The rise of decoder-only Transformer models

Apart from the various interesting features of this model, one feature that catches the attention is its decoder-only architecture. In fact, not just PaLM, some of the most popular and widely used language models are decoder-only.
decoder only model

Recently, Google’s team introduced PaLM, a 540 billion parameter dense decoder-only Transformer model that is trained with Google’s own Pathway systems. The researchers were able to demonstrate that the model could achieve state-of-the-art few-shot performance across most tasks, in some cases, by a significant margin.

Apart from the various interesting features of this model, one feature that catches the attention is its decoder-only architecture. In fact, not just PaLM, some of the most popular and widely used language models are decoder-only.

Decoder-only models

In the last few years, large neural networks have achieved impressive results across a wide range of tasks. Models like BERT and T5 are trained with an encoder only or encoder-decoder architectures. These models have demonstrated near-universal state of the art performance across thousands of natural language tasks. That said, the downside of such models is that they require a significant number of task-specific training to finetune the model and require at least a portion of the model parameters to be updated to fit the task, which adds complexity to the model finetuning and deployment.

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GPT-3 has demonstrated that large autoregressive language models can be used for few-shot predictions, and this class of models is generally trained with decoder-only architecture and a standard left-to-right language modelling objective on a large text corpus where the objective is to predict the next token, taking into account the previous tokens. Not just GPT-3, the previous versions, GPT and GPT-2, too, utilised a decoder only architecture. 

The original Transformer model is made of both encoder and decoder, where each forms a separate stack. This architecture fits well with its primary application – machine translation. The authors of the 2017 paper showed that most competitive neural sequence transduction models have an encoder-decoder structure, where the encoder maps the input sequence of symbol representations to a sequence of continuous representations, after which the decoder stack generates an output sequence of symbols one element at a time. The model is autoregressive at each step, meaning it consumes the previously generated symbols as additional input when generating the next. Transformers, while following this overall architecture, use stacked self-attention and fully connected, point-wise layers for encoder and decoder. 

The newly attention mechanism introduced in Transformer meant that a user no longer needs to encode the full source sentence into a fixed-length vector. Instead, the decoder ‘attends’ to different parts of the source sentence at each step of output generation. The model learns what to attend to based on the input sentence and what it has output so far.

Subsequently, researchers from Google Brain published a paper titled – Generating Wikipedia by Summarising Long Sequences. The study proposed another arrangement of transformer blocks for language modelling. This model omitted the encoder block. For this research, the team introduced a new decoder-only sequence transduction model for the abstractive stage. They demonstrated that the model is capable of handling very long input-output examples. This model outperformed traditional encoder-decoder architectures on long sequences, allowing the team to condition on many reference documents and generate coherent and informative Wikipedia articles.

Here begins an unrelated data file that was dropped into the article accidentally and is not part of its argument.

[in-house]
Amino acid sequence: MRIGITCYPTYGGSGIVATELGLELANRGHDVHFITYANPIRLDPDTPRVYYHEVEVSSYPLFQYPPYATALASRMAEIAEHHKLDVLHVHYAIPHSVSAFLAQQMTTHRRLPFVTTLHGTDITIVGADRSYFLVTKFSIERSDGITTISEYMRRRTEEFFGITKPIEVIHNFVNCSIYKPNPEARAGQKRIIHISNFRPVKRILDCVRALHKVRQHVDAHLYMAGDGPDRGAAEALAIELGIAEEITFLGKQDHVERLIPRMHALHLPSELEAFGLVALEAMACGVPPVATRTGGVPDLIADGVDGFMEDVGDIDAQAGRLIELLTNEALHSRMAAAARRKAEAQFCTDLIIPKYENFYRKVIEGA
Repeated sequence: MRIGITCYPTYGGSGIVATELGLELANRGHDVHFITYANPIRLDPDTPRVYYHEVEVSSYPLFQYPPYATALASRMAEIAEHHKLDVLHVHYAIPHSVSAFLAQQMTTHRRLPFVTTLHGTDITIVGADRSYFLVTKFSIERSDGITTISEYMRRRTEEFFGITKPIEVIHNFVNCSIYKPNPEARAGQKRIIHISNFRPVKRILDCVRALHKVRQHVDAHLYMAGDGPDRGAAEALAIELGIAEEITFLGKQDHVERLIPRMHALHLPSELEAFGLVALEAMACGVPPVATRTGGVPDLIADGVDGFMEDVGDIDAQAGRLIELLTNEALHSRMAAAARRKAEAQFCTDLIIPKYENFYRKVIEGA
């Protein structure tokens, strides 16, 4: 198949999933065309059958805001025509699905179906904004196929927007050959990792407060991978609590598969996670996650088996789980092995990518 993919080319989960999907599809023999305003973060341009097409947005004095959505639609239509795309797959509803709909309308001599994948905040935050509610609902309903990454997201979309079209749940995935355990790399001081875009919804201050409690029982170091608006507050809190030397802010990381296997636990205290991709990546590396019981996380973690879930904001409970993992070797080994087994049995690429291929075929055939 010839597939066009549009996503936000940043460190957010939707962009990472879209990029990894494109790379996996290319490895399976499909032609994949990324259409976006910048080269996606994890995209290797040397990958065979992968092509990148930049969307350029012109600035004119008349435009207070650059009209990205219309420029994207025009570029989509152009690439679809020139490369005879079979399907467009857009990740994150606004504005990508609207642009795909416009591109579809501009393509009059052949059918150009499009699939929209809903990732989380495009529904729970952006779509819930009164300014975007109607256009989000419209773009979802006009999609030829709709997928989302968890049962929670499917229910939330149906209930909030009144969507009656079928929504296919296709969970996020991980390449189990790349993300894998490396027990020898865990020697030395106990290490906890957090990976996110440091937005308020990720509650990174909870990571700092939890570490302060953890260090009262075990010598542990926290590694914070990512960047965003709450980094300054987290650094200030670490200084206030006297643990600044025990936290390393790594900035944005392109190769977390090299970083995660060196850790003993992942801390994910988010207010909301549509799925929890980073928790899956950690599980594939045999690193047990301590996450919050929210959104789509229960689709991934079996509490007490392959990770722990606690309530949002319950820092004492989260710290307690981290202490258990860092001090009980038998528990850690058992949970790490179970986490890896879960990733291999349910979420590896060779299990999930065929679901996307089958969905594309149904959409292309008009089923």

What performs better

As discussed above, large pertained transformer language models exhibit zero-shot generalisation. However, the architectures and the pretraining objectives used across the different state of the art models differ significantly. In a paper titled ‘What Language Model Architecture and Pretraining Objective Work Best for Zero-Shot Generalization?’, the authors presented a large-scale evaluation of modelling choices and their impact on zero-shot generalisation. They focused on text-to-text models and experimented with three model architectures – causal decoder only, non-causal decoder only, and encoder-decoder model. These models were trained with two different pretraining objectives – autoregressive and masked language modelling and evaluated with and without multitasking prompted finetuning.

Their experiment showed that causal decoder-only models that were trained on an autoregressive language modelling objective demonstrate the best zero-shot generalisation for purely unsupervised pretraining. They found that using autoregressive language modelling as a downstream task, a pretrained non-causal decoder model can be adapted to a performant generative causal decoder model. They also showed that the pretrained causal decoder model could be adapted to the non-causal decoder model.

Shraddha Goled
I am a technology journalist with AIM. I write stories focused on the AI landscape in India and around the world with a special interest in analysing its long term impact on individuals and societies. Reach out to me at

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